At first, she was scared by the daunting prospect of having to survive alone in our place without a regular means of livelihood. Nana was prompt with an assurance that in time she would find one if she was not at all picky with her choices. She went on with her enumerations about housekeepers complaining of having to wear themselves thin with the chores left them by their husbands like mending fishnet, untangling lines, cleaning the kiln, gutting fish for dying, or producing coal among others.

"Lady, I tell you, the women don't have to talk aloud about it…I know the face of resignation…Why, their shoulders look like they have been drooping for ages with their burdens…Just you keep your faith…. In a day or two I know one of them wives would cry out for an extra hand in the household…As sure as a sigh of desperation, Lady, believe me I'll be sending for you pretty soon."

When Nana had nothing to do except man the tiny store which was a community store in itself where people got every needful things from – remedies for pains, needles, nails, lard, vinegar, cocowine, taro leaves, dried anchovies, fish or shrimp paste, and what-nots – she too would squeeze her petite body into the tiny space left beside my podgy grandma. Eventually, she became a fixture in our tarsina every Sunday.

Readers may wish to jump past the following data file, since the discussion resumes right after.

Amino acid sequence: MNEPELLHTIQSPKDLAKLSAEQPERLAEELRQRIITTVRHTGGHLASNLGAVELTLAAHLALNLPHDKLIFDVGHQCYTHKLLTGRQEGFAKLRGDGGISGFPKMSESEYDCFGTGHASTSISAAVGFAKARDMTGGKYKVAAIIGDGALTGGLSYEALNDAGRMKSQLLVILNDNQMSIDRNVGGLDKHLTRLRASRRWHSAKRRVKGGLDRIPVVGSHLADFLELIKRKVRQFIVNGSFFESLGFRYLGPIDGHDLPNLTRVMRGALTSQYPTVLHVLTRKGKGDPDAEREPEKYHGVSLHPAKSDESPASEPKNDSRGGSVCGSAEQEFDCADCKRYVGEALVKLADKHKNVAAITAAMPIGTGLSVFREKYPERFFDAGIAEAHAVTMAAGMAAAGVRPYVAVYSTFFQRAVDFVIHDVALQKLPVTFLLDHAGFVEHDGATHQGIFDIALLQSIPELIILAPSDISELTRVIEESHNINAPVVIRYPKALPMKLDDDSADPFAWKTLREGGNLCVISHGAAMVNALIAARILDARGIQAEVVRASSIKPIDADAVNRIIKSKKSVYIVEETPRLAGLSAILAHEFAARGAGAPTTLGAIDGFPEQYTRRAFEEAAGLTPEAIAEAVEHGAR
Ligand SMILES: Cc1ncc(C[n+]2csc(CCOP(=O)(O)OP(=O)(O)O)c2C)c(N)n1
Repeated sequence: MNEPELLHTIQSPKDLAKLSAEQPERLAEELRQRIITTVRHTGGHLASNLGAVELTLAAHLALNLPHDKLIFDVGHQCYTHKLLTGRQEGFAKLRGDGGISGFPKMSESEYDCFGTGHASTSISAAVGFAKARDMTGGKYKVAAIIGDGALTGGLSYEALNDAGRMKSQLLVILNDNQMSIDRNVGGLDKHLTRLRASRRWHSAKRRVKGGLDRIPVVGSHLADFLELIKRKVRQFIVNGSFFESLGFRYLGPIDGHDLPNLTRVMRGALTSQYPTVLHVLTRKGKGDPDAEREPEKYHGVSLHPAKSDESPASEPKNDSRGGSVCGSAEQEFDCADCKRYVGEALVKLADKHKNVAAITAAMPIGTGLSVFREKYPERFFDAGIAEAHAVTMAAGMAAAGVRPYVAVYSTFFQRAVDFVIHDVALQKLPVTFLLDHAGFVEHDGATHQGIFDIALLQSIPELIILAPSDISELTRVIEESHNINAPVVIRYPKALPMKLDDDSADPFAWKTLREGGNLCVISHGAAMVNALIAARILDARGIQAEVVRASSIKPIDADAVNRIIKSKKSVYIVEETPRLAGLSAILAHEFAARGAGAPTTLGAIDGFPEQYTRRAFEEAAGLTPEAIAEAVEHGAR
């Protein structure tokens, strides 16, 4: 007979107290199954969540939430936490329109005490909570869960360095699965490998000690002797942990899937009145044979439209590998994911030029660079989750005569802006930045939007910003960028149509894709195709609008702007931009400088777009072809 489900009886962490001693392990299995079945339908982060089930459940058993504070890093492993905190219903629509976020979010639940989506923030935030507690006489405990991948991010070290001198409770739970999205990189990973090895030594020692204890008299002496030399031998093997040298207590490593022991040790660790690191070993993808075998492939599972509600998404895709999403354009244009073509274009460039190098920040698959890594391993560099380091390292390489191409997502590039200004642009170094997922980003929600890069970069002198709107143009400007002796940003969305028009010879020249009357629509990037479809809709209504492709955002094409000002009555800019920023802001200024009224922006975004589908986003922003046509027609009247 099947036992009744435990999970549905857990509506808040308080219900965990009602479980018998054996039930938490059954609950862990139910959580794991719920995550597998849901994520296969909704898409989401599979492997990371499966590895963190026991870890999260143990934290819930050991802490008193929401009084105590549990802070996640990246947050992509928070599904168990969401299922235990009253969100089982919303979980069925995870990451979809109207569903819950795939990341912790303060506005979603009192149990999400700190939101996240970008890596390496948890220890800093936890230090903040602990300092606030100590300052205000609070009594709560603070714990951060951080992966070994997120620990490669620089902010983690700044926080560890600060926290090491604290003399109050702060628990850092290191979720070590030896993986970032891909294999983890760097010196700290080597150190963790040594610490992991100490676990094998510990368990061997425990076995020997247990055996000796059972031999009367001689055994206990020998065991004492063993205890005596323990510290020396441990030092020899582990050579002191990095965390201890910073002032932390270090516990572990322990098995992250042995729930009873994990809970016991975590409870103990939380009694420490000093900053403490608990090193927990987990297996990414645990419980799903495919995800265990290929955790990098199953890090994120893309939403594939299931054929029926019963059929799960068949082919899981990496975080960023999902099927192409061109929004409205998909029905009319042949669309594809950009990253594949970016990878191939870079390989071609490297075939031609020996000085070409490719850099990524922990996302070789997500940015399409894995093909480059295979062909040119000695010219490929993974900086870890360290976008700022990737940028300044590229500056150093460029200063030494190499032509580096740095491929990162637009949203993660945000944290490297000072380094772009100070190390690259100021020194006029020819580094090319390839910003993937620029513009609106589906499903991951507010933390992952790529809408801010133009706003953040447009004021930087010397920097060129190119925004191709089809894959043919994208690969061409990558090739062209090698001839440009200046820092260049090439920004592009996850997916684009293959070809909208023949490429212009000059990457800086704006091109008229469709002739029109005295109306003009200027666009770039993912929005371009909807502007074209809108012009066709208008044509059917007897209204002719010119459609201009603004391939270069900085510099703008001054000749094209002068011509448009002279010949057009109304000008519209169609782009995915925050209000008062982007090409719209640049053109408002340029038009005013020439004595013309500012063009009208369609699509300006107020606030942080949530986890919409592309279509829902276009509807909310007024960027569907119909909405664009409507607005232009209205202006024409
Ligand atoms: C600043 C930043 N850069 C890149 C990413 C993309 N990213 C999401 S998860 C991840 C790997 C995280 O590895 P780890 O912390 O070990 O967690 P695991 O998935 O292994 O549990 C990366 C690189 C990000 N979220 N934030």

"Aduhoy ka, Carmen! What do you need extra hands for? You only have to sigh or roll your eyes, in a flash your Crisencio would come fawning before you to take your orders…your highness…"

Carmencita known for raising a henpecked husband was again on the hot spot while all fishermen's wives gathered at the shore waiting for their husbands.

"Bitaw, Carmen…You are one fortunate woman aside from getting the young and nice-smelling Ricardo as your water-boy…"

The women broke out laughing again. The sea was now a burning field of orange slivers. The sun was slowly inching down the horizon. Carmen excused herself. Everybody was cast behind her shadow as she walked briskly past them. Instantly the jovial mood was severed by a shade of spiky silence.

"Ladies, Carmen does not need an extra hand as a matter of fact. She said she could do the chores alone except fetching water. She needs one just so you stop bugging her about Ricardo. You see she needs a lady-hand…to pair the young man off…I think.…" Nana tried to talk some sense into the group. The next day, the Lady was seen gutting fishes for drying inside Carmen's backyard.


"Well, now, yes, I did say I looked forward to her visits alright but not in a manner where a man was breathless in anticipation for his lady. No. Not that."

"Don't tell me it's all about the hair…come now."


The following Sunday, she reported to Nana about her new job as Carmen's help. The woman, she told Nana, was nice to her except that she was a hopeless chatterbox when in the mood.